“Are we looking at a map of islands or one of pools?” Tomlin asks. “This is just the sort of simple brainteaser that will often snare those for whom the appeal of spatial thinking tends to apply not only to the design of physical environments but also to the design of algorithms.”
Q&A: C. Dana Tomlin, Professor Emeritus of Landscape Architecture
This year, Dana Tomlin is retiring from the Department of Landscape Architecture in the Weitzman School of Design, where he has taught courses in cartographic modeling for thirty years. A beloved educator and respected pioneer in geographic information systems (GIS) and mapping, Tomlin has received the Perkins and Lindback Awards for Distinguished Teaching at the Weitzman School. He has also served as a member of the Faculty in City and Regional Planning. And he will continue to teach as an adjunct professor in the Yale School of Forestry and Environmental Studies, where has taught every semester since 1990.
On September 29, the Weitzman School will host A Celebration of A Life Visualizing Complex Information to honor Tomlin on the occasion of his retirement. In this interview, he speaks about the evolution of mapping technology and its growing importance in daily life, using geospatial data to guide decision making, his split interests in the art and science of map making, and teaching at Harvard, Yale, Penn, and the Ohio State University. The interview has been edited.
You’ve spent your career in GIS. How have maps and map making become more central to our experience of the world in the time since you began your career, in your observation?
When I started in the 1970s, the prospect of using a computer to process numbers was nothing exotic, but the idea of using a machine to process words, if you can believe it or not, was new and different. The idea of a word processor was pretty special; at that point one had to go to a computer center in order to gain access to the software necessary to do that. It wasn’t until 1980 or so, when we moved to the desktop, that the prospect of moving from numbers to words and now pictures was even really conceivable. At that point the idea of a graphic interface was pretty sexy and interesting. Moving from graphics to maps in the 1980s was a relatively small step in terms of the media, but in terms of the implications for processing maps in an automated manner, that was something that we didn’t anticipate even then.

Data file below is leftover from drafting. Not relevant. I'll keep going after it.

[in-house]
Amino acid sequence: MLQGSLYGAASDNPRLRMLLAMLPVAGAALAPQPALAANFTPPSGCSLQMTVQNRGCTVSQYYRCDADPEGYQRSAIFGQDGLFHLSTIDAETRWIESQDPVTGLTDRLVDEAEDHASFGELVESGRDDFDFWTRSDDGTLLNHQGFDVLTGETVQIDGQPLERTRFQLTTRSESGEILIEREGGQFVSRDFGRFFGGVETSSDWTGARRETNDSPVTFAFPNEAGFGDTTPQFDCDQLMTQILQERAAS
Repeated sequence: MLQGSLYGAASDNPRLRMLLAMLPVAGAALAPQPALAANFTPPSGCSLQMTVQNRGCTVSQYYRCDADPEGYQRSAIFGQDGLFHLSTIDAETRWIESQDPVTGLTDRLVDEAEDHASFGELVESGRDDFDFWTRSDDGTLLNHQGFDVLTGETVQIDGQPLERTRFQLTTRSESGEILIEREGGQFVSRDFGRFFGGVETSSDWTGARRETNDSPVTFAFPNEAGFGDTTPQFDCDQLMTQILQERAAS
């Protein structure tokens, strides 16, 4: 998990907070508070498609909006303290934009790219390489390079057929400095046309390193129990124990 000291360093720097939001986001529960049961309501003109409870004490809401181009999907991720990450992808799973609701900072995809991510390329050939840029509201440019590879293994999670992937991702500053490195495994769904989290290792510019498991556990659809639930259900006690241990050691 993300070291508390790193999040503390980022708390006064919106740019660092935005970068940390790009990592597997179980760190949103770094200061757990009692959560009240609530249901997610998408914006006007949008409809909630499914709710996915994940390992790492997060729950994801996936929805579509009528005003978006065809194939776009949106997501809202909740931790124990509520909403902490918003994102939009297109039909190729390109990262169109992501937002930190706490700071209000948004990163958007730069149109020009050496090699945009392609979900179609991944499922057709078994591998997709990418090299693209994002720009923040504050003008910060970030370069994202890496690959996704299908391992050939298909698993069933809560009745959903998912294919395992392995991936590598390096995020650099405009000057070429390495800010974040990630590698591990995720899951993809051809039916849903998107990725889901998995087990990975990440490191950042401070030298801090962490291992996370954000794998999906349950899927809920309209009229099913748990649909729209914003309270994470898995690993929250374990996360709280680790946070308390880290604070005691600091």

Back then the idea was to bring more reality into the lab, to make maps more evocative and realistic and so on. It wasn’t until the 1990s, the advent of the Internet really, that the prospect of bringing more of the lab into the field became even thinkable. Nowadays we don’t even think of it, because we take geospatial data and we hold it in our hands. This progression from numbers to words to pictures to maps, and then this reversal— bringing more of the lab into the real world as opposed to bringing reality into the lab—really does mark a significant progression.
From my perspective, there’s no question that if you look at the earth as an organism, we are building the nervous system of that organism. There’s an ability to sense the world around us, an ability to abstract it and an ability to respond to it. This is all happening today largely around a language, a perspective that is oriented more toward where than it is toward what or when. The geospatial framework is so compelling for everything that we do that this technology finds itself becoming more and more important.
Did your interest in maps originate from a particular spatial experience you had when you were young, or was it something you became interested in at school?
The fun answer to that is one that’s actually true. I had a children’s book called Scuffy the Tugboat. On the back of this “Little Golden Book” was what amounts to a picture map of all the adventures that Scuffy had moving down the river. That birdseye perspective is one that I’ve often thought of since, and I’m convinced that it was compelling.
But to answer the question more soberly, I would say that, when I was an undergrad in a landscape architecture program, I was among those who felt that the advent of computing was downright evil, that it took us away from the real world and all of the artsy, design-y inclinations that we had and automated things in a negative way. I felt differently a few years later going to grad school. I felt so intimidated that I needed to jump into it. So I did, and I found that I was good at it. I found that I could make the machine do what I wanted it to do in ways that surprised me. That was absolutely compelling.
We are at a point where the use of maps as media to compel is not nearly so powerful as the use of maps to simply navigate, to simply tell us about the weather, or crime statistics, or the market value of real estate, or health conditions.
What do you think are the most notable GIS innovations that have been achieved during your career?